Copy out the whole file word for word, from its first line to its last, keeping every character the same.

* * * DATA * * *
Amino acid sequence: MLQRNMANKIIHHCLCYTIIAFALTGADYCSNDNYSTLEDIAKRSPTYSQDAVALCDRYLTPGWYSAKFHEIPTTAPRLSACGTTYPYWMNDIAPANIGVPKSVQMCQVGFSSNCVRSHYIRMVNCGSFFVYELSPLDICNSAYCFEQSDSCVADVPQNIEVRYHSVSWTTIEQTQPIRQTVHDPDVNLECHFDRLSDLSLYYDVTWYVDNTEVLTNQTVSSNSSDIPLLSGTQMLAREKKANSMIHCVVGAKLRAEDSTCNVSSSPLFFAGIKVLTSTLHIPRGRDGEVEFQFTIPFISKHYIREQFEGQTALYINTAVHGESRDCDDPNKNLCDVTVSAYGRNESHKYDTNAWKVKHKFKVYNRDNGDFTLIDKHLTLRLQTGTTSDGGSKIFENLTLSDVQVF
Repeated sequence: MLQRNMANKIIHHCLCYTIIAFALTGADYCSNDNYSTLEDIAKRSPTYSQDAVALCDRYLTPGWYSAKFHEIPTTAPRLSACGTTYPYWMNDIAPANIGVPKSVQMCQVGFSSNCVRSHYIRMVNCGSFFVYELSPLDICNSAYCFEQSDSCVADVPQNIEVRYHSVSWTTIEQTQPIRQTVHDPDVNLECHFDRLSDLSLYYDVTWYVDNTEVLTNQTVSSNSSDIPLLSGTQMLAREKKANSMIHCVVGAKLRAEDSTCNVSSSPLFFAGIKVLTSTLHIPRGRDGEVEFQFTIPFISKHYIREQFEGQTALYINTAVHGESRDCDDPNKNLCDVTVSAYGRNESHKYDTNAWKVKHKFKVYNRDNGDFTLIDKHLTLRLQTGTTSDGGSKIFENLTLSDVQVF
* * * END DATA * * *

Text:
Amino acid sequence: MLQRNMANKIIHHCLCYTIIAFALTGADYCSNDNYSTLEDIAKRSPTYSQDAVALCDRYLTPGWYSAKFHEIPTTAPRLSACGTTYPYWMNDIAPANIGVPKSVQMCQVGFSSNCVRSHYIRMVNCGSFFVYELSPLDICNSAYCFEQSDSCVADVPQNIEVRYHSVSWTTIEQTQPIRQTVHDPDVNLECHFDRLSDLSLYYDVTWYVDNTEVLTNQTVSSNSSDIPLLSGTQMLAREKKANSMIHCVVGAKLRAEDSTCNVSSSPLFFAGIKVLTSTLHIPRGRDGEVEFQFTIPFISKHYIREQFEGQTALYINTAVHGESRDCDDPNKNLCDVTVSAYGRNESHKYDTNAWKVKHKFKVYNRDNGDFTLIDKHLTLRLQTGTTSDGGSKIFENLTLSDVQVF
Repeated sequence: MLQRNMANKIIHHCLCYTIIAFALTGADYCSNDNYSTLEDIAKRSPTYSQDAVALCDRYLTPGWYSAKFHEIPTTAPRLSACGTTYPYWMNDIAPANIGVPKSVQMCQVGFSSNCVRSHYIRMVNCGSFFVYELSPLDICNSAYCFEQSDSCVADVPQNIEVRYHSVSWTTIEQTQPIRQTVHDPDVNLECHFDRLSDLSLYYDVTWYVDNTEVLTNQTVSSNSSDIPLLSGTQMLAREKKANSMIHCVVGAKLRAEDSTCNVSSSPLFFAGIKVLTSTLHIPRGRDGEVEFQFTIPFISKHYIREQFEGQTALYINTAVHGESRDCDDPNKNLCDVTVSAYGRNESHKYDTNAWKVKHKFKVYNRDNGDFTLIDKHLTLRLQTGTTSDGGSKIFENLTLSDVQVF